Want to read Slashdot from your mobile device? Point it at m.slashdot.org and keep reading!

 



Forgot your password?
typodupeerror

Slashdot videos: Now with more Slashdot!

  • View

  • Discuss

  • Share

We've improved Slashdot's video section; now you can view our video interviews, product close-ups and site visits with all the usual Slashdot options to comment, share, etc. No more walled garden! It's a work in progress -- we hope you'll check it out (Learn more about the recent updates).

×

Comment: As someone with a Civil Servant mindset... (Score 1) 684

Background: My heart is in education. One of my passions is sustainable transportation. I've only ever worked in the public sector and with non-profits. I don't ever want to be paid more than $75k/year for my work because I believe that true civil servants should only take what they need (with need being definable individually).

Kurt Vonnegut's book "God Bless You, Mr. Rosewater" spoke to me rather intensely. In that book, the main character, Mr. Rosewater, is so admired by the town of loonies in which he volunteers, that he was asked to baptize a set of twins. These were Mr. Rosewater's words to the babies: “Hello babies. Welcome to Earth. It's hot in the summer and cold in the winter. It's round and wet and crowded. On the outside, babies, you've got a hundred years here. There's only one rule that I know of, babies- 'God damn it, you've got to be kind.' ”

I know that the world is not full of kind people. It's full of people. Many are just scared. Some are mean. Most are kind, but too timid to show it. But I think we could slowly create a better world full of kindness if we actually attempted to instill kindness in our children from a young age.

Suggestion #1: Advise that she defaults to kindness. No, kindness will not always be immediately appreciated, so also advise that she assume that her kindness will be appreciated at some point and to take solace in that it will beneficially affect the person regardless of immediate observation.

Suggestion #2: Advise that sometimes she accept failure and always admit fault. It was a hard-learned lesson in life that sometimes, I fail. Coming to terms with being imperfect is one of the great life lessons. Remind her that to always learn from failure and commit to improvement. Along the same lines, I found that life was much less stressful and my relationships much more rewarding and after I learned to admit fault. "I erred. Here's what I did wrong. I'm sorry. Here's how I plan to be better." Getting into the habit of admitting fault where it's due (even slightly) requires that one be vulnerable... but it also makes others feel safe in vulnerability. When people together learn to admit fault and flaws, they are more accepting, forgiving, and open to change.

Suggestion #3: Advise that in an industry (STEM) still dominated by males, females are frequently uncomfortable with what passes as normal social standards. The worst way to influence change in these situations, with fellow male geeks, is by attack. Geek guys have been attacked their whole lives and when they finally are amongst other geek guys, they finally get to feel safe. Attacking that safety by denigrating the person and demanding change instantly instead of considerately request changes in behavior over time is unwise. We see this most immediately with with the entire GamerGate fiasco where everyone looks like assholes regardless of side or intent. Remember: EVERYONE is insecure and a request for change is frequently seen as an attack. You must be gentle and you must be kind if you want to genuinely affect long-term change.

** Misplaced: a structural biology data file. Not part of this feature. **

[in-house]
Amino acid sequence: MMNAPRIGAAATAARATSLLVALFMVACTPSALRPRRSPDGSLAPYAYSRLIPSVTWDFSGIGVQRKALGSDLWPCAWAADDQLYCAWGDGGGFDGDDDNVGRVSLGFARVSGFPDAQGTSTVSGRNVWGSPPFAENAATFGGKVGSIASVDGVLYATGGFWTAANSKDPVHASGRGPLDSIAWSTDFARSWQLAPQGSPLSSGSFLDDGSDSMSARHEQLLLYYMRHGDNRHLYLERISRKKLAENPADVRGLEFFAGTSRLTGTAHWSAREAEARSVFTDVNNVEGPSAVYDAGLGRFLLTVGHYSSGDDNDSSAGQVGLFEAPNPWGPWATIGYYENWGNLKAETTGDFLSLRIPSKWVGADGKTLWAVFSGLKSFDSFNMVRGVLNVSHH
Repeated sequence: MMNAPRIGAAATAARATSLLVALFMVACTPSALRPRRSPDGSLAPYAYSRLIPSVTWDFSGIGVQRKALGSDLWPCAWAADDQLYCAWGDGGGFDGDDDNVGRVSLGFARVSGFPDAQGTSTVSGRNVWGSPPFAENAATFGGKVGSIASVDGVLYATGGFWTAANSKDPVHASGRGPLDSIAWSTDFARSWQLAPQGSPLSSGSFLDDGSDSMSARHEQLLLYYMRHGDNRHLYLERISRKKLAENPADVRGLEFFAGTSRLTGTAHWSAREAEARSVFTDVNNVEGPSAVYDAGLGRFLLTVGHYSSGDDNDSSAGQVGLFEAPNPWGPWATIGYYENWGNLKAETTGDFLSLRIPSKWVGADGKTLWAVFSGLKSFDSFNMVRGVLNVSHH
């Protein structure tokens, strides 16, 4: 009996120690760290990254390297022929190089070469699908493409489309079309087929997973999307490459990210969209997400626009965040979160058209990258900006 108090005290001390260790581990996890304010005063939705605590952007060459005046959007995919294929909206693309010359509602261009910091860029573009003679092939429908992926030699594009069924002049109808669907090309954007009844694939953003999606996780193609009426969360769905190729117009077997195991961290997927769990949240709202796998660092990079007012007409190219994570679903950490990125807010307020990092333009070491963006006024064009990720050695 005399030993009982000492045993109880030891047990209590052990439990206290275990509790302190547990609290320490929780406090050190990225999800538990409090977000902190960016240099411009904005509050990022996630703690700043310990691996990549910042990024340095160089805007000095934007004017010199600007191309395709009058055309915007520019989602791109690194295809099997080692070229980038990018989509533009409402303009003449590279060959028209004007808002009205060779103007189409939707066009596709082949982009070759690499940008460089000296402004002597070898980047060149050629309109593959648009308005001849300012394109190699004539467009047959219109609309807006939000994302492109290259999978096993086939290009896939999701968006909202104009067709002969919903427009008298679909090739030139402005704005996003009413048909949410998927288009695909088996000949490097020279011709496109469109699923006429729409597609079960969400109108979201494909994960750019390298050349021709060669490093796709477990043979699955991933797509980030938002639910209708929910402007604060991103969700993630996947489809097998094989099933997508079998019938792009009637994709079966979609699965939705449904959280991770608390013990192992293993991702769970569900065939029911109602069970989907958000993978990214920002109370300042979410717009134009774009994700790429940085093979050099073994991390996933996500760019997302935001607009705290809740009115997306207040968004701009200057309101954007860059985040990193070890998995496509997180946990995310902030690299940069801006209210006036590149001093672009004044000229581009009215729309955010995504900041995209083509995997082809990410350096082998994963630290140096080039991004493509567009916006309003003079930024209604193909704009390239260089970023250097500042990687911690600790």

Comment: Re:News (Score 4, Insightful) 210

by eepok (#49096575) Attached to: 800,000 Using HealthCare.gov Were Sent Incorrect Tax Data

In what universe is this an "insightful" comment. Let's just take it apart:

"I just don't understand how Slashdot can be flooded with stories of US government incompetence and malfeasance at every level"

-- That's called bias. Slashdot can be flooded with stories about anything as biased by story submitters. There is no implication that the frequency of stories is directly correlated with the truth or severity of an event. Moreover, can you show that Slashdot is actually "flooded" with stories of government incompetence? How does the frequency of those stories compare to the stories of government competence. Or are stories ever really written about government competence?

"yet people swear up and down they can be trusted with healthcare"

-- But they're not entrusted with providing healthcare. The Affordable Care Act (Obamacare) is not a healthcare system. It is not a set of hospitals. It does not train or employ doctors or nurses. It's a set of laws that requires actual insurance providers (who in turn employ healthcare providers) to abide by certain standards and creates a mandate that all citizens be enrolled in a qualifying healthcare plan or pay a fine (equal to the cost of enrolling in a qualifying healthcare plan). Setting health and safety standards and fining people for not meeting those standards is directly in line with the role of the US government.

"Our government is filled with bad and/or stupid people"